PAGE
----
The microbiota consists of trillions of commensal bacteria that function largely to regulate human physiology. An individuals microbiota, or microflora is established at a young age and is largely dependent on things such as exposure to antibiotics directly after birth, or contact with a family pet as an infant, for example. Each person has a unique microbiota, however there are some Bacteroidetes and Firmicutes that are highly conserved in all individuals. Disruption of the microbiota that leads to changes in composition or structure is called dysbiosis. When a foreign pathogen, such as C. difficile as you mentioned, invades the gastrointestinal tract it competes for nutrient sources and space to colonize. The balance within the microbiota is delicate, therefore if the foreign pathogen successfully competes for carbon sources or uses microbiota metabolism byproducts, they are able to survive, colonize, and express their virulence genes. The expression of these genes allows for pathogenesis and disease symptoms of the invading bacteria. The sensitivity of an individuals microbiome to foreign pathogens is different for each person, however all humans have mechanisms to protect microbiome homeostasis. For example, a mucus layer in the GI tract functions to inhibit invasion of foreign pathogens, but it cannot protect against all pathogens. Many times, the ability of a pathogen to disrupt the microbiota is dependent on its ability to evade the host defenses, and utilize the nutrients available.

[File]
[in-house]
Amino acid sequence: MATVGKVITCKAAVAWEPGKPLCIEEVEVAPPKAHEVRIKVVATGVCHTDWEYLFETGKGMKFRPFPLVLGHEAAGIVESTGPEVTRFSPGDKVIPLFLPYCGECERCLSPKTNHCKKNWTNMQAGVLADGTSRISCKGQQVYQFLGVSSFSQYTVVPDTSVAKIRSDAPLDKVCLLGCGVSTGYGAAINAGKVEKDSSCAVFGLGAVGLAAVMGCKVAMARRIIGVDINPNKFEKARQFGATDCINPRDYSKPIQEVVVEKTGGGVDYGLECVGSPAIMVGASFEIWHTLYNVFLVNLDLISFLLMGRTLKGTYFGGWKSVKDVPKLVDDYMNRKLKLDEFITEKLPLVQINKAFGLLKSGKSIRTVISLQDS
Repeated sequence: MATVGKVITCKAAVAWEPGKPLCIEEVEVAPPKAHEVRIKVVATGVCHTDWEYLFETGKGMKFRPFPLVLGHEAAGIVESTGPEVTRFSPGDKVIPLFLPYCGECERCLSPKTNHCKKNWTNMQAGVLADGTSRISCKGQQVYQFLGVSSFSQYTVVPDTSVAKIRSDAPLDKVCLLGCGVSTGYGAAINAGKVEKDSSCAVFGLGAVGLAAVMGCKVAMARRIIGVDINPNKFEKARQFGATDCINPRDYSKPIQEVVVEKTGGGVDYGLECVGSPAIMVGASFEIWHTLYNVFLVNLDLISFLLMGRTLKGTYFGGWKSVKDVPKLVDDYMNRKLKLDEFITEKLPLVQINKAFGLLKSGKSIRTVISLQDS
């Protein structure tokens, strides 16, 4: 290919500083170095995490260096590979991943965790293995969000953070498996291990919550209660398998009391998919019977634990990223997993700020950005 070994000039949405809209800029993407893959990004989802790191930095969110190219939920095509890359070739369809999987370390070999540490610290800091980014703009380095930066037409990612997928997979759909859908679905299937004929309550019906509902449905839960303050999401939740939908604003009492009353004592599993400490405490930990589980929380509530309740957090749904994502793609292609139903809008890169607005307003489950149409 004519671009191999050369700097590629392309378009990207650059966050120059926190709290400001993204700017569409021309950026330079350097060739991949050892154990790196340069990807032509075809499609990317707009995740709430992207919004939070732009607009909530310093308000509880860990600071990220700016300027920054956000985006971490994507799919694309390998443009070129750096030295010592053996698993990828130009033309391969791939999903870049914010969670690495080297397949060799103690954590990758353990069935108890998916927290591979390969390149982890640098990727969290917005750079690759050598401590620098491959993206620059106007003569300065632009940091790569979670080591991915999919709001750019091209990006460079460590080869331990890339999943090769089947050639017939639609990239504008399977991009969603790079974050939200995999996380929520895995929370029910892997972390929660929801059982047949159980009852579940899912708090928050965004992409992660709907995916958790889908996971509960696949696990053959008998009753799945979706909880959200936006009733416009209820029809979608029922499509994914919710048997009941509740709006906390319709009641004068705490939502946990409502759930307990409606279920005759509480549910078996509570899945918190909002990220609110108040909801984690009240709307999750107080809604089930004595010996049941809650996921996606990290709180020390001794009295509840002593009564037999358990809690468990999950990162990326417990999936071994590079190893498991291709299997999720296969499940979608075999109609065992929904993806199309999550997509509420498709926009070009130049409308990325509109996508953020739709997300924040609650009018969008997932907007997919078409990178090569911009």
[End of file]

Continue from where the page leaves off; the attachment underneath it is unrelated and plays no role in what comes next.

I would highly recommend the journal article listed below! It discusses in much greater detail the relationship between the microbiome and invading pathogens.
Microbiol Spectr. 2015 Jun;3(3). doi: 10.1128/microbiolspec.MBP-0001-2014. Enteric Pathogens Exploit the Microbiota-generated Nutritional Environment of the Gut. Pacheco AR(1), Sperandio V(1).